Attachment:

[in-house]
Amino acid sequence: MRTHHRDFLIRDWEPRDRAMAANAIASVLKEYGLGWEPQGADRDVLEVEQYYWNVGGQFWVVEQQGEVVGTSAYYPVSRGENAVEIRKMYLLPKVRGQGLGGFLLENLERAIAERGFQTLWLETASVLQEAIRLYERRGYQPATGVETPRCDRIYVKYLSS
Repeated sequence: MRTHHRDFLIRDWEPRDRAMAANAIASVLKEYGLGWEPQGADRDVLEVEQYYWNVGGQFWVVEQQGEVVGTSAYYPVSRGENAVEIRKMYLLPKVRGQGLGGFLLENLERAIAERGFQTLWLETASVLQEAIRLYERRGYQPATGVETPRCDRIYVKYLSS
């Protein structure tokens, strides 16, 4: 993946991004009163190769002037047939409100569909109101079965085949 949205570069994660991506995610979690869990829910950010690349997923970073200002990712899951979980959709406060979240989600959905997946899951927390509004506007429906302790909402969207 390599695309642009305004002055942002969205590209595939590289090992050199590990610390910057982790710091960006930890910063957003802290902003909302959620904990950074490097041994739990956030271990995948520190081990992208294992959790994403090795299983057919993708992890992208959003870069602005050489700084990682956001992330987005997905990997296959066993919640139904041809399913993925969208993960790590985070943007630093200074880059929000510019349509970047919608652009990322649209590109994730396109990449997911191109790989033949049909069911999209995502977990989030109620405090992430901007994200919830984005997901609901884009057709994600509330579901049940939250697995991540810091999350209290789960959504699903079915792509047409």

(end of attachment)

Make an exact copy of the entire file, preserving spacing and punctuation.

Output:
[in-house]
Amino acid sequence: MRTHHRDFLIRDWEPRDRAMAANAIASVLKEYGLGWEPQGADRDVLEVEQYYWNVGGQFWVVEQQGEVVGTSAYYPVSRGENAVEIRKMYLLPKVRGQGLGGFLLENLERAIAERGFQTLWLETASVLQEAIRLYERRGYQPATGVETPRCDRIYVKYLSS
Repeated sequence: MRTHHRDFLIRDWEPRDRAMAANAIASVLKEYGLGWEPQGADRDVLEVEQYYWNVGGQFWVVEQQGEVVGTSAYYPVSRGENAVEIRKMYLLPKVRGQGLGGFLLENLERAIAERGFQTLWLETASVLQEAIRLYERRGYQPATGVETPRCDRIYVKYLSS
């Protein structure tokens, strides 16, 4: 993946991004009163190769002037047939409100569909109101079965085949 949205570069994660991506995610979690869990829910950010690349997923970073200002990712899951979980959709406060979240989600959905997946899951927390509004506007429906302790909402969207 390599695309642009305004002055942002969205590209595939590289090992050199590990610390910057982790710091960006930890910063957003802290902003909302959620904990950074490097041994739990956030271990995948520190081990992208294992959790994403090795299983057919993708992890992208959003870069602005050489700084990682956001992330987005997905990997296959066993919640139904041809399913993925969208993960790590985070943007630093200074880059929000510019349509970047919608652009990322649209590109994730396109990449997911191109790989033949049909069911999209995502977990989030109620405090992430901007994200919830984005997901609901884009057709994600509330579901049940939250697995991540810091999350209290789960959504699903079915792509047409």